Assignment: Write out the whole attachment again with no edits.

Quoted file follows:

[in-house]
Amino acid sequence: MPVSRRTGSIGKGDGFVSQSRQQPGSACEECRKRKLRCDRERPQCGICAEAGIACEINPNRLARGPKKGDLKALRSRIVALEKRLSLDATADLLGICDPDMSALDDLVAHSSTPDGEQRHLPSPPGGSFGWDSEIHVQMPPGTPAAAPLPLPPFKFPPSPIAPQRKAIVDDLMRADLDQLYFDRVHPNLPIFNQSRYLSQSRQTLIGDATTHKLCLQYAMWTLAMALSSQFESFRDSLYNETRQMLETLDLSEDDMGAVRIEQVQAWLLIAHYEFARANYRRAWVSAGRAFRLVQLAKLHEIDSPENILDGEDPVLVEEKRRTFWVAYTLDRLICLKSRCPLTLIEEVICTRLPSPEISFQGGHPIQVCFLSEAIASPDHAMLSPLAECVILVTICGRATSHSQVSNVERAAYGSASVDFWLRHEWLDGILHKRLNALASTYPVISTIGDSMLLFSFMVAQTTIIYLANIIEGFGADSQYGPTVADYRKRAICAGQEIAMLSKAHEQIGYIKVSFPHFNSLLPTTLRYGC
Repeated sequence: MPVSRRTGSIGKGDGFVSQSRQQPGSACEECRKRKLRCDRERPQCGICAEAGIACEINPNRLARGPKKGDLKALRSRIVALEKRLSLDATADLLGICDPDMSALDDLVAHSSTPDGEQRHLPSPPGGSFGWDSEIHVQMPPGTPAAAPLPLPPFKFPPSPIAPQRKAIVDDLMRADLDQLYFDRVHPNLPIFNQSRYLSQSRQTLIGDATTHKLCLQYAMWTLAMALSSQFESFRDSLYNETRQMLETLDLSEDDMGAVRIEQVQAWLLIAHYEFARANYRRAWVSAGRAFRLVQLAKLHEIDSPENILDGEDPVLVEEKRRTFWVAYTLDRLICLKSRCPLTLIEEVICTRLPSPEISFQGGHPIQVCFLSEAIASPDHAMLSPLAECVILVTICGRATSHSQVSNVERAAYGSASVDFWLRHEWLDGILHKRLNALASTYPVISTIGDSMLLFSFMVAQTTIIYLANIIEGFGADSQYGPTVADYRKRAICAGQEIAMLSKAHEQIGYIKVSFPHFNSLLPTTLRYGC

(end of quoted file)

[in-house]
Amino acid sequence: MPVSRRTGSIGKGDGFVSQSRQQPGSACEECRKRKLRCDRERPQCGICAEAGIACEINPNRLARGPKKGDLKALRSRIVALEKRLSLDATADLLGICDPDMSALDDLVAHSSTPDGEQRHLPSPPGGSFGWDSEIHVQMPPGTPAAAPLPLPPFKFPPSPIAPQRKAIVDDLMRADLDQLYFDRVHPNLPIFNQSRYLSQSRQTLIGDATTHKLCLQYAMWTLAMALSSQFESFRDSLYNETRQMLETLDLSEDDMGAVRIEQVQAWLLIAHYEFARANYRRAWVSAGRAFRLVQLAKLHEIDSPENILDGEDPVLVEEKRRTFWVAYTLDRLICLKSRCPLTLIEEVICTRLPSPEISFQGGHPIQVCFLSEAIASPDHAMLSPLAECVILVTICGRATSHSQVSNVERAAYGSASVDFWLRHEWLDGILHKRLNALASTYPVISTIGDSMLLFSFMVAQTTIIYLANIIEGFGADSQYGPTVADYRKRAICAGQEIAMLSKAHEQIGYIKVSFPHFNSLLPTTLRYGC
Repeated sequence: MPVSRRTGSIGKGDGFVSQSRQQPGSACEECRKRKLRCDRERPQCGICAEAGIACEINPNRLARGPKKGDLKALRSRIVALEKRLSLDATADLLGICDPDMSALDDLVAHSSTPDGEQRHLPSPPGGSFGWDSEIHVQMPPGTPAAAPLPLPPFKFPPSPIAPQRKAIVDDLMRADLDQLYFDRVHPNLPIFNQSRYLSQSRQTLIGDATTHKLCLQYAMWTLAMALSSQFESFRDSLYNETRQMLETLDLSEDDMGAVRIEQVQAWLLIAHYEFARANYRRAWVSAGRAFRLVQLAKLHEIDSPENILDGEDPVLVEEKRRTFWVAYTLDRLICLKSRCPLTLIEEVICTRLPSPEISFQGGHPIQVCFLSEAIASPDHAMLSPLAECVILVTICGRATSHSQVSNVERAAYGSASVDFWLRHEWLDGILHKRLNALASTYPVISTIGDSMLLFSFMVAQTTIIYLANIIEGFGADSQYGPTVADYRKRAICAGQEIAMLSKAHEQIGYIKVSFPHFNSLLPTTLRYGC